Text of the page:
An anti-Donald Trump rebellion is growing among delegates to the Republican National Convention, and Tucson’s Bruce Ash is trying to put it down.
Ash, a high-ranking member of the Republican National Committee, wrote a letter to his fellow members this week decrying appointments made to the committees that will run the convention next month. The people appointed to head the convention’s rules committee, especially, are likely to facilitate the rebellion, he argued.
The “Free the Delegates” or “Conscience Vote” movement aims to allow delegates to vote freely on the first ballot at the convention, rather than being bound to vote in a way that would automatically pick Trump, as current rules and laws require. In Arizona, at least 10 of the 58 delegates are demanding to be freed from their requirement to vote for Trump, delegate Talmage Pearce told me.
He and others are planning to challenge the state law that requires them to vote for the winner of the presidential preference election.
Ash, who heads the RNC’s permanent rules committee but not the convention rules committee, said in Wednesday’s letter: “Donald Trump might not have been our first choice, but he is the people’s choice and I support his candidacy.”
Here are a few questions I asked Ash this week, and his answers, edited for brevity.
Q: What’s the argument you made to RNC members about the appointments to lead the convention rules committee?
A: Enid Mickelsen of Utah and Ron Kaufman of Massachusetts were selected to be chairman and co-chairman of the convention rules committee. Both of them were heavily involved in Mitt Romney’s 2012 campaign. I questioned whether these two had the right optics and could be trusted not to create chaos this year at the convention rules committee.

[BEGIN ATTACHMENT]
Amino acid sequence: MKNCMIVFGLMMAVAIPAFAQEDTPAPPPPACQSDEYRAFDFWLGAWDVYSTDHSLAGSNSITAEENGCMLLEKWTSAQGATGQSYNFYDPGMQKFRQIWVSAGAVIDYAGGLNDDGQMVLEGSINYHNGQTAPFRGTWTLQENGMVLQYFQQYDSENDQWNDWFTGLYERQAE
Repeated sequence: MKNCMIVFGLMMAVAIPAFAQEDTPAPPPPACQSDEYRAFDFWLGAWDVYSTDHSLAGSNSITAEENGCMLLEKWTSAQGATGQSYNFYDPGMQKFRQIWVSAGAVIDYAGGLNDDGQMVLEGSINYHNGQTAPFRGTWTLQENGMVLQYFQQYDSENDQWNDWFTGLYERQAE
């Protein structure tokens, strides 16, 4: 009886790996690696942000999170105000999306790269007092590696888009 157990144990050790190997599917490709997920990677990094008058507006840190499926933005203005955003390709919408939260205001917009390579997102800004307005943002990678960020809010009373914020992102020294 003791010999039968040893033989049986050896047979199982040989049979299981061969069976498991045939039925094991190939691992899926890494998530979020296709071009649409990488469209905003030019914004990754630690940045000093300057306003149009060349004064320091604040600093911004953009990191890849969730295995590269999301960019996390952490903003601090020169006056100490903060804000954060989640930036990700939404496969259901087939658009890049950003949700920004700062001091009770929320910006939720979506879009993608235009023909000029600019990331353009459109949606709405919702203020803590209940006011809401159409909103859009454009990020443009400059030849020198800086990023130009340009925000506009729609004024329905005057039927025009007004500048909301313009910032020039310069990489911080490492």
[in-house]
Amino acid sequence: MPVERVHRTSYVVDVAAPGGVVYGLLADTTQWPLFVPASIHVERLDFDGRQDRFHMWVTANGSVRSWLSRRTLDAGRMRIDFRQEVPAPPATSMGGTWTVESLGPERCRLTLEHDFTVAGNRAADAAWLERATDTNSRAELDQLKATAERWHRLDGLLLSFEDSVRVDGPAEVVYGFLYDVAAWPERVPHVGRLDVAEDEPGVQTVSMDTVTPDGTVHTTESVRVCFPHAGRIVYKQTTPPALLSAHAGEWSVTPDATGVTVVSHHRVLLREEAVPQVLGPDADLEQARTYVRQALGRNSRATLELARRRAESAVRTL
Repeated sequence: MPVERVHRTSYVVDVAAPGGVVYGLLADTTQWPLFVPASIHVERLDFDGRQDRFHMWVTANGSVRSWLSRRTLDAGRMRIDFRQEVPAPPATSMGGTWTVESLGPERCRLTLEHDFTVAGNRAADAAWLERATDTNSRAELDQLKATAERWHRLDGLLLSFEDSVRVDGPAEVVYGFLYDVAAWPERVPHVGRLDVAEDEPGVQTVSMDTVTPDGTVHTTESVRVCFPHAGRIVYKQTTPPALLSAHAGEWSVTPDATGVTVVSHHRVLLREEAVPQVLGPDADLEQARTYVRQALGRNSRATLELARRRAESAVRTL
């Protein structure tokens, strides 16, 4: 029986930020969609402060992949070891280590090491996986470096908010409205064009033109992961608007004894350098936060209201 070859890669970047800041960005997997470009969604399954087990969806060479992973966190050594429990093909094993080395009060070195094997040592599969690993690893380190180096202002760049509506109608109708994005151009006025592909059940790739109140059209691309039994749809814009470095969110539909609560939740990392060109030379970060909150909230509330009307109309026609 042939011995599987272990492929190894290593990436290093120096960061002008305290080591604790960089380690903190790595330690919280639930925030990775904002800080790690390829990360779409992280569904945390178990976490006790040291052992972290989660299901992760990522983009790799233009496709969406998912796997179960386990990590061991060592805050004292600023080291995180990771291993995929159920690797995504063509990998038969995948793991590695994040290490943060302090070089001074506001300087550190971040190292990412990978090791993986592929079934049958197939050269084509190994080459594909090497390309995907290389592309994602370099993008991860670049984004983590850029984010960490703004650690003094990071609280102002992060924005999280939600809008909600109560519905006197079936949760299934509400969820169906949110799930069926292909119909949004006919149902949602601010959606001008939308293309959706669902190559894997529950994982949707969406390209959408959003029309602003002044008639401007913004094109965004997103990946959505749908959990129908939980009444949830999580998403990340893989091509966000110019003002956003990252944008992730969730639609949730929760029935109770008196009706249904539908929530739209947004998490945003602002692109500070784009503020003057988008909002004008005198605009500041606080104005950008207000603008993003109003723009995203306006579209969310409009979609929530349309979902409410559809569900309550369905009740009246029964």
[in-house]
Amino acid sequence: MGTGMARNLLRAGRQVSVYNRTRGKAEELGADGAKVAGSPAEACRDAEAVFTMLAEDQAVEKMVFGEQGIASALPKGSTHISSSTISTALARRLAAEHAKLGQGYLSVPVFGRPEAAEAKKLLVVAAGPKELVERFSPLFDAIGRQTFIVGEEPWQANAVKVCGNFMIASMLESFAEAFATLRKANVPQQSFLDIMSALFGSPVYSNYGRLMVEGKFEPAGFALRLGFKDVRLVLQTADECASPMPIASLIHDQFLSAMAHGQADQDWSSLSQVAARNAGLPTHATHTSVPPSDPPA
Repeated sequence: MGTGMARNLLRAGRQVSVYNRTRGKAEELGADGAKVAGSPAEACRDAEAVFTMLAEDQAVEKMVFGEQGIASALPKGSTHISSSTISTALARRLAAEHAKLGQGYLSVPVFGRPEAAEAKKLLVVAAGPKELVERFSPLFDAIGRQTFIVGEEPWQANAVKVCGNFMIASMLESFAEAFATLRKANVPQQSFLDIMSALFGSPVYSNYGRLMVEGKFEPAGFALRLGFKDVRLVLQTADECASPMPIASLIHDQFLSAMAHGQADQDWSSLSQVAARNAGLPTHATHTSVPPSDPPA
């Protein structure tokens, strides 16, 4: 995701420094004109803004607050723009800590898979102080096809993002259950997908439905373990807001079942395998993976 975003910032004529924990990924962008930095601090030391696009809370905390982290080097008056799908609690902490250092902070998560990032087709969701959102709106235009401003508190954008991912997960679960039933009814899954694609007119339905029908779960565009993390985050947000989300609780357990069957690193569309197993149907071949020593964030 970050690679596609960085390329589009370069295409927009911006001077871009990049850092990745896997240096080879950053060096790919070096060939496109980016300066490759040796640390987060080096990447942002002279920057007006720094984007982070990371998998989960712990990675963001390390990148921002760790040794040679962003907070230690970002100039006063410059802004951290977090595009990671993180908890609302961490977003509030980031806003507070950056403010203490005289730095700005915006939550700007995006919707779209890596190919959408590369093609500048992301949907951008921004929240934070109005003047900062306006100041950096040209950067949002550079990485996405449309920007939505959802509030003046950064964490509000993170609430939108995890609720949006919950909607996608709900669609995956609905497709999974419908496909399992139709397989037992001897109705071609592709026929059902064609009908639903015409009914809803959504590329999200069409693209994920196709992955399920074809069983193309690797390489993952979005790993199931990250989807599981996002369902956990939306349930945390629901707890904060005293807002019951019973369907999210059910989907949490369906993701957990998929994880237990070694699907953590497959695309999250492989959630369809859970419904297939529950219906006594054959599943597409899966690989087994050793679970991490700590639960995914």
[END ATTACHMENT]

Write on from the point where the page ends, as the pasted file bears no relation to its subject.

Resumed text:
Q: How significant is the “Conscience Vote” movement?
A: It’s a small group, but there is a ginning up of momentum that suggests this group ought to be taken seriously by the Trump campaign and the RNC. They had a phone call for delegates. The reports are a bit different depending on who you talk to: Anywhere from a few hundred to some thousands were in on the call.
This group has been whipping votes on the convention rules committee. That’s the easiest place to get votes to unbind the delegates. There’s 112 (rules committee members), you only need a little more than five dozen delegates to say that’s a good idea.
Q: Why not accommodate the delegates who want to vote their conscience and not be bound to vote for Trump?
A: Republican activists are constantly attacking Republican political leaders who campaign one way and, when they take office, govern another way. In Arizona, and in most states, the delegates to this convention were elected at the state convention, to do only one thing: to vote for the winner of the Arizona presidential preference election. How would any of us be able to look an elected official in the eye after this, the one vote we had to take, if we decided to disregard hundreds of thousands of voters?
Q: What if Arizona delegates try to vote for someone other than Trump?
A: All the Arizona delegates have signed the pledge to vote for Donald Trump. Anyone who decides they’ve got a sudden conscience they’ve developed or that they’re going to abstain, Robert Graham (Arizona’s GOP chair) will make a call up to the alternates. He’s prepared to remove a delegate to alternate status and to bring in an alternate to vote for Donald Trump.